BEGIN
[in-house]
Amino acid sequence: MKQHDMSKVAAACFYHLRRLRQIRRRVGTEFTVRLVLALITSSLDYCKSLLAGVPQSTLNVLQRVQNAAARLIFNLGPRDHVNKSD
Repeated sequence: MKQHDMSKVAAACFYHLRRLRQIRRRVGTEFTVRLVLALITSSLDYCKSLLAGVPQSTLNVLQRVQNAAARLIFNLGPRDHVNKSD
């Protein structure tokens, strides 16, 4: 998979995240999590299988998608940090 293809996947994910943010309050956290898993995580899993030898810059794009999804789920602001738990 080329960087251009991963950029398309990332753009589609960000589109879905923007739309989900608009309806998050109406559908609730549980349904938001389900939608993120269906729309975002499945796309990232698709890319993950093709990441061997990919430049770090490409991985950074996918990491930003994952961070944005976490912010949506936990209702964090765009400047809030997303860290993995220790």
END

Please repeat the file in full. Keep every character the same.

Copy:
[in-house]
Amino acid sequence: MKQHDMSKVAAACFYHLRRLRQIRRRVGTEFTVRLVLALITSSLDYCKSLLAGVPQSTLNVLQRVQNAAARLIFNLGPRDHVNKSD
Repeated sequence: MKQHDMSKVAAACFYHLRRLRQIRRRVGTEFTVRLVLALITSSLDYCKSLLAGVPQSTLNVLQRVQNAAARLIFNLGPRDHVNKSD
């Protein structure tokens, strides 16, 4: 998979995240999590299988998608940090 293809996947994910943010309050956290898993995580899993030898810059794009999804789920602001738990 080329960087251009991963950029398309990332753009589609960000589109879905923007739309989900608009309806998050109406559908609730549980349904938001389900939608993120269906729309975002499945796309990232698709890319993950093709990441061997990919430049770090490409991985950074996918990491930003994952961070944005976490912010949506936990209702964090765009400047809030997303860290993995220790």